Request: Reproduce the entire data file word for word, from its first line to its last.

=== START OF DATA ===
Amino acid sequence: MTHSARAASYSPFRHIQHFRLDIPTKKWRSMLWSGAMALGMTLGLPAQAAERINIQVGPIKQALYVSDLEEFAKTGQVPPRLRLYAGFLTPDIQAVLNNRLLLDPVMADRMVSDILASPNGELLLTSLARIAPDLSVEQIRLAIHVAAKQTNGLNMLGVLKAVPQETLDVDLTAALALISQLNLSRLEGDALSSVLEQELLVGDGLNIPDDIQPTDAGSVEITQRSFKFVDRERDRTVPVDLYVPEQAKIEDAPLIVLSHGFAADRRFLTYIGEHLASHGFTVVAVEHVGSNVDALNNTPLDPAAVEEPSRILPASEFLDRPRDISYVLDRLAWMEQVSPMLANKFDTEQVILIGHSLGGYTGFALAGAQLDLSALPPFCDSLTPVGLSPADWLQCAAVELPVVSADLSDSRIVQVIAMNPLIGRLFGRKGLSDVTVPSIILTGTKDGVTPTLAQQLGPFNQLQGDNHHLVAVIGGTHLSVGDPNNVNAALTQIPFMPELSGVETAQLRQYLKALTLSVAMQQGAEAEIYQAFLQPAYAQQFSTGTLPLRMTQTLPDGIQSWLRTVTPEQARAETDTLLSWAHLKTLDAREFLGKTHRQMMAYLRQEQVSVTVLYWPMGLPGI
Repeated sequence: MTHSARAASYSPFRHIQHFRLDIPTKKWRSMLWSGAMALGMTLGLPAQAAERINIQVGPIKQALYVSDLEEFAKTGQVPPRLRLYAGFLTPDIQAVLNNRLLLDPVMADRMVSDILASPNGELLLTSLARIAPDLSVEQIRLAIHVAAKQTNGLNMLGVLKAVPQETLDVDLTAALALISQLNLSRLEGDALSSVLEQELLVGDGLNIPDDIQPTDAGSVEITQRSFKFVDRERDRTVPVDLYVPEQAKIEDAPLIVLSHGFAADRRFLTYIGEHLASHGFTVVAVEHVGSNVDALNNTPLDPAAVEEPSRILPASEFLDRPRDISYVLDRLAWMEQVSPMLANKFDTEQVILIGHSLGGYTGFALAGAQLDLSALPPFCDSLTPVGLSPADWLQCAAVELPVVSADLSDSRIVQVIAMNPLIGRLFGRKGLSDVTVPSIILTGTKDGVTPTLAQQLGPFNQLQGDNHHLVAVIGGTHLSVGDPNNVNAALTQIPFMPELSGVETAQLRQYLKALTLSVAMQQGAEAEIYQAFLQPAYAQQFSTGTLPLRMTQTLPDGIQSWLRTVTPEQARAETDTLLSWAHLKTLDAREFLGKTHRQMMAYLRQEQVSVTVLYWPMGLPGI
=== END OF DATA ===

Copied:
Amino acid sequence: MTHSARAASYSPFRHIQHFRLDIPTKKWRSMLWSGAMALGMTLGLPAQAAERINIQVGPIKQALYVSDLEEFAKTGQVPPRLRLYAGFLTPDIQAVLNNRLLLDPVMADRMVSDILASPNGELLLTSLARIAPDLSVEQIRLAIHVAAKQTNGLNMLGVLKAVPQETLDVDLTAALALISQLNLSRLEGDALSSVLEQELLVGDGLNIPDDIQPTDAGSVEITQRSFKFVDRERDRTVPVDLYVPEQAKIEDAPLIVLSHGFAADRRFLTYIGEHLASHGFTVVAVEHVGSNVDALNNTPLDPAAVEEPSRILPASEFLDRPRDISYVLDRLAWMEQVSPMLANKFDTEQVILIGHSLGGYTGFALAGAQLDLSALPPFCDSLTPVGLSPADWLQCAAVELPVVSADLSDSRIVQVIAMNPLIGRLFGRKGLSDVTVPSIILTGTKDGVTPTLAQQLGPFNQLQGDNHHLVAVIGGTHLSVGDPNNVNAALTQIPFMPELSGVETAQLRQYLKALTLSVAMQQGAEAEIYQAFLQPAYAQQFSTGTLPLRMTQTLPDGIQSWLRTVTPEQARAETDTLLSWAHLKTLDAREFLGKTHRQMMAYLRQEQVSVTVLYWPMGLPGI
Repeated sequence: MTHSARAASYSPFRHIQHFRLDIPTKKWRSMLWSGAMALGMTLGLPAQAAERINIQVGPIKQALYVSDLEEFAKTGQVPPRLRLYAGFLTPDIQAVLNNRLLLDPVMADRMVSDILASPNGELLLTSLARIAPDLSVEQIRLAIHVAAKQTNGLNMLGVLKAVPQETLDVDLTAALALISQLNLSRLEGDALSSVLEQELLVGDGLNIPDDIQPTDAGSVEITQRSFKFVDRERDRTVPVDLYVPEQAKIEDAPLIVLSHGFAADRRFLTYIGEHLASHGFTVVAVEHVGSNVDALNNTPLDPAAVEEPSRILPASEFLDRPRDISYVLDRLAWMEQVSPMLANKFDTEQVILIGHSLGGYTGFALAGAQLDLSALPPFCDSLTPVGLSPADWLQCAAVELPVVSADLSDSRIVQVIAMNPLIGRLFGRKGLSDVTVPSIILTGTKDGVTPTLAQQLGPFNQLQGDNHHLVAVIGGTHLSVGDPNNVNAALTQIPFMPELSGVETAQLRQYLKALTLSVAMQQGAEAEIYQAFLQPAYAQQFSTGTLPLRMTQTLPDGIQSWLRTVTPEQARAETDTLLSWAHLKTLDAREFLGKTHRQMMAYLRQEQVSVTVLYWPMGLPGI